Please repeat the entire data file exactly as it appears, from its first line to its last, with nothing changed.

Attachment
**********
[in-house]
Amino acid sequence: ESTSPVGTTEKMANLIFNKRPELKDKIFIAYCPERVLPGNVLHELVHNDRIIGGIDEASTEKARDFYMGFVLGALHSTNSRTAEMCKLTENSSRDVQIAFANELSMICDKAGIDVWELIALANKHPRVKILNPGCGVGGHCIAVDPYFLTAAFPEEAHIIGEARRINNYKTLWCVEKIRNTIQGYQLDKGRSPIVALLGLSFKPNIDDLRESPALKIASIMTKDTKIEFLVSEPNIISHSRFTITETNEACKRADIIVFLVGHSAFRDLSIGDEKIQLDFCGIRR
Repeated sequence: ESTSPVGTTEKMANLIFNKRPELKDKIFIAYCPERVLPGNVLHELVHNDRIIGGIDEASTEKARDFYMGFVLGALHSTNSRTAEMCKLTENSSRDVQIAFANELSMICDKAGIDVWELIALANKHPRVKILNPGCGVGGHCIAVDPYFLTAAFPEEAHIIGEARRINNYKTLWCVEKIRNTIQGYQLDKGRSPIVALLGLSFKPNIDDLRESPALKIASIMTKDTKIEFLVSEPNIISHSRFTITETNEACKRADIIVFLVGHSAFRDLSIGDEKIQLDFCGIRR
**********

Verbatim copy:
[in-house]
Amino acid sequence: ESTSPVGTTEKMANLIFNKRPELKDKIFIAYCPERVLPGNVLHELVHNDRIIGGIDEASTEKARDFYMGFVLGALHSTNSRTAEMCKLTENSSRDVQIAFANELSMICDKAGIDVWELIALANKHPRVKILNPGCGVGGHCIAVDPYFLTAAFPEEAHIIGEARRINNYKTLWCVEKIRNTIQGYQLDKGRSPIVALLGLSFKPNIDDLRESPALKIASIMTKDTKIEFLVSEPNIISHSRFTITETNEACKRADIIVFLVGHSAFRDLSIGDEKIQLDFCGIRR
Repeated sequence: ESTSPVGTTEKMANLIFNKRPELKDKIFIAYCPERVLPGNVLHELVHNDRIIGGIDEASTEKARDFYMGFVLGALHSTNSRTAEMCKLTENSSRDVQIAFANELSMICDKAGIDVWELIALANKHPRVKILNPGCGVGGHCIAVDPYFLTAAFPEEAHIIGEARRINNYKTLWCVEKIRNTIQGYQLDKGRSPIVALLGLSFKPNIDDLRESPALKIASIMTKDTKIEFLVSEPNIISHSRFTITETNEACKRADIIVFLVGHSAFRDLSIGDEKIQLDFCGIRR